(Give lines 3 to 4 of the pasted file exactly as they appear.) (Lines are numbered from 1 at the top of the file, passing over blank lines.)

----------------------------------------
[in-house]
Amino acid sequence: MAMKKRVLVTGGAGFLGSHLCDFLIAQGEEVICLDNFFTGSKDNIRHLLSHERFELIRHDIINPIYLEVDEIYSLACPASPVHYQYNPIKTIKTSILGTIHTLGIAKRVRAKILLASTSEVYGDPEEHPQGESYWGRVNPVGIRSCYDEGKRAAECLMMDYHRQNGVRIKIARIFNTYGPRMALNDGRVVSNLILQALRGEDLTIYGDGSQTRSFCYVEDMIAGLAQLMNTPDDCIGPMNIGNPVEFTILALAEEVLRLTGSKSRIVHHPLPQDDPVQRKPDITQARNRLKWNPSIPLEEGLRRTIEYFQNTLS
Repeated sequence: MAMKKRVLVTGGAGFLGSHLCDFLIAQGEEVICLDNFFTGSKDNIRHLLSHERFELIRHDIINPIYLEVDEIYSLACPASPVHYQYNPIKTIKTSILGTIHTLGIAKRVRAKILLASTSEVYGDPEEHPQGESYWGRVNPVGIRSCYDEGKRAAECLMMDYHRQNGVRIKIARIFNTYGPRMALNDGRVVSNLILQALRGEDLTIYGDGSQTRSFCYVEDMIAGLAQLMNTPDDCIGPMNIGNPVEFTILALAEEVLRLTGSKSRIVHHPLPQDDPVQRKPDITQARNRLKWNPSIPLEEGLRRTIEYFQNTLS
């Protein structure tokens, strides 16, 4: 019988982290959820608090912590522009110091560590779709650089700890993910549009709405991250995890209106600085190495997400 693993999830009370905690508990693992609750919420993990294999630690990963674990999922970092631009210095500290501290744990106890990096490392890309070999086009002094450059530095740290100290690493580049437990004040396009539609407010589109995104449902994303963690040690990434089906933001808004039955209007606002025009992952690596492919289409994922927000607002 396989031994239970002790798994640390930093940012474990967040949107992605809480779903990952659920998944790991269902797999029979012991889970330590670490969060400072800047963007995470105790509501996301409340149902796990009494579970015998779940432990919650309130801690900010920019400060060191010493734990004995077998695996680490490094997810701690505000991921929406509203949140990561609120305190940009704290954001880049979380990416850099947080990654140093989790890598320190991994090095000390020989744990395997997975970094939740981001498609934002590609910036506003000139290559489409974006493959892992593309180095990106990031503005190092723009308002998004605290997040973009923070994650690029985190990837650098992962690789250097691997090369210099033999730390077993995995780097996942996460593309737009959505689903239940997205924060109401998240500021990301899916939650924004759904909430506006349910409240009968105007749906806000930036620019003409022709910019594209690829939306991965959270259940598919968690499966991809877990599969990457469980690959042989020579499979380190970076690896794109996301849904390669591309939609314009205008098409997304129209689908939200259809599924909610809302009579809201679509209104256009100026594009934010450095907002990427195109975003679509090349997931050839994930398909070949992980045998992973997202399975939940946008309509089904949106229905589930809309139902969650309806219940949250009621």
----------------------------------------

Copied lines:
Repeated sequence: MAMKKRVLVTGGAGFLGSHLCDFLIAQGEEVICLDNFFTGSKDNIRHLLSHERFELIRHDIINPIYLEVDEIYSLACPASPVHYQYNPIKTIKTSILGTIHTLGIAKRVRAKILLASTSEVYGDPEEHPQGESYWGRVNPVGIRSCYDEGKRAAECLMMDYHRQNGVRIKIARIFNTYGPRMALNDGRVVSNLILQALRGEDLTIYGDGSQTRSFCYVEDMIAGLAQLMNTPDDCIGPMNIGNPVEFTILALAEEVLRLTGSKSRIVHHPLPQDDPVQRKPDITQARNRLKWNPSIPLEEGLRRTIEYFQNTLS
């Protein structure tokens, strides 16, 4: 019988982290959820608090912590522009110091560590779709650089700890993910549009709405991250995890209106600085190495997400 693993999830009370905690508990693992609750919420993990294999630690990963674990999922970092631009210095500290501290744990106890990096490392890309070999086009002094450059530095740290100290690493580049437990004040396009539609407010589109995104449902994303963690040690990434089906933001808004039955209007606002025009992952690596492919289409994922927000607002 396989031994239970002790798994640390930093940012474990967040949107992605809480779903990952659920998944790991269902797999029979012991889970330590670490969060400072800047963007995470105790509501996301409340149902796990009494579970015998779940432990919650309130801690900010920019400060060191010493734990004995077998695996680490490094997810701690505000991921929406509203949140990561609120305190940009704290954001880049979380990416850099947080990654140093989790890598320190991994090095000390020989744990395997997975970094939740981001498609934002590609910036506003000139290559489409974006493959892992593309180095990106990031503005190092723009308002998004605290997040973009923070994650690029985190990837650098992962690789250097691997090369210099033999730390077993995995780097996942996460593309737009959505689903239940997205924060109401998240500021990301899916939650924004759904909430506006349910409240009968105007749906806000930036620019003409022709910019594209690829939306991965959270259940598919968690499966991809877990599969990457469980690959042989020579499979380190970076690896794109996301849904390669591309939609314009205008098409997304129209689908939200259809599924909610809302009579809201679509209104256009100026594009934010450095907002990427195109975003679509090349997931050839994930398909070949992980045998992973997202399975939940946008309509089904949106229905589930809309139902969650309806219940949250009621």